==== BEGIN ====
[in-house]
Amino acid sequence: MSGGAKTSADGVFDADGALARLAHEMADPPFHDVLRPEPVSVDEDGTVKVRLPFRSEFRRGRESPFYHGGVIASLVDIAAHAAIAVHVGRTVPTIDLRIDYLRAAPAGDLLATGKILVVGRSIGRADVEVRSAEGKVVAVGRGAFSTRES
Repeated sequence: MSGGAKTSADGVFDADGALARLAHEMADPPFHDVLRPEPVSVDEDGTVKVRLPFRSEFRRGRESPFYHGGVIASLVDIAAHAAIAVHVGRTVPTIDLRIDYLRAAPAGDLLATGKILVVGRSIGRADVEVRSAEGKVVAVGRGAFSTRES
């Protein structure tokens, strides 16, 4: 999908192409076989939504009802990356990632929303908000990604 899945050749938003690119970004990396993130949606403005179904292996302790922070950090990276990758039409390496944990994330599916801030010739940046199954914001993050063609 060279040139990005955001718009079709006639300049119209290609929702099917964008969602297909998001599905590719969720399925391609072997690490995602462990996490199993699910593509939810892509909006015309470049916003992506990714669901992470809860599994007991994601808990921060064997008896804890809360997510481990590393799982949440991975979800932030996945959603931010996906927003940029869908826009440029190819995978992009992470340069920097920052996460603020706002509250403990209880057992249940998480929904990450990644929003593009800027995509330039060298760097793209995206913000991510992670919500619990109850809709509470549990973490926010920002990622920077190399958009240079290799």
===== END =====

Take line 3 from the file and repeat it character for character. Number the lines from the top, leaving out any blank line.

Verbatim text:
Repeated sequence: MSGGAKTSADGVFDADGALARLAHEMADPPFHDVLRPEPVSVDEDGTVKVRLPFRSEFRRGRESPFYHGGVIASLVDIAAHAAIAVHVGRTVPTIDLRIDYLRAAPAGDLLATGKILVVGRSIGRADVEVRSAEGKVVAVGRGAFSTRES